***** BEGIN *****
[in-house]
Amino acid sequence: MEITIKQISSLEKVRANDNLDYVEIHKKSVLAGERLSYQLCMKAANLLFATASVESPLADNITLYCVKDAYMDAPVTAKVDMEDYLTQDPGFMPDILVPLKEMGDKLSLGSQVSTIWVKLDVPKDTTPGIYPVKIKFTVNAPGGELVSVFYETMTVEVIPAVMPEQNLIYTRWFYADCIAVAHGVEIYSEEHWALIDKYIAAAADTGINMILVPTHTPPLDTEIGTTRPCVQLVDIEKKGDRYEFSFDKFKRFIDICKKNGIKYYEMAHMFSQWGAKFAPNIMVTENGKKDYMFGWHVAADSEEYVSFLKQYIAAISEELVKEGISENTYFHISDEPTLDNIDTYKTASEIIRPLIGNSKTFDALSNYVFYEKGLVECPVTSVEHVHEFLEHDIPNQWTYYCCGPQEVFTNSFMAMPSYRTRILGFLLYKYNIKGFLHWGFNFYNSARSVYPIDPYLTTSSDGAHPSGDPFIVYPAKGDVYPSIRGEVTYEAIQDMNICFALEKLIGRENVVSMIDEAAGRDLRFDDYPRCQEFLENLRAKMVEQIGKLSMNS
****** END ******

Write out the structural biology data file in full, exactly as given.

[in-house]
Amino acid sequence: MEITIKQISSLEKVRANDNLDYVEIHKKSVLAGERLSYQLCMKAANLLFATASVESPLADNITLYCVKDAYMDAPVTAKVDMEDYLTQDPGFMPDILVPLKEMGDKLSLGSQVSTIWVKLDVPKDTTPGIYPVKIKFTVNAPGGELVSVFYETMTVEVIPAVMPEQNLIYTRWFYADCIAVAHGVEIYSEEHWALIDKYIAAAADTGINMILVPTHTPPLDTEIGTTRPCVQLVDIEKKGDRYEFSFDKFKRFIDICKKNGIKYYEMAHMFSQWGAKFAPNIMVTENGKKDYMFGWHVAADSEEYVSFLKQYIAAISEELVKEGISENTYFHISDEPTLDNIDTYKTASEIIRPLIGNSKTFDALSNYVFYEKGLVECPVTSVEHVHEFLEHDIPNQWTYYCCGPQEVFTNSFMAMPSYRTRILGFLLYKYNIKGFLHWGFNFYNSARSVYPIDPYLTTSSDGAHPSGDPFIVYPAKGDVYPSIRGEVTYEAIQDMNICFALEKLIGRENVVSMIDEAAGRDLRFDDYPRCQEFLENLRAKMVEQIGKLSMNS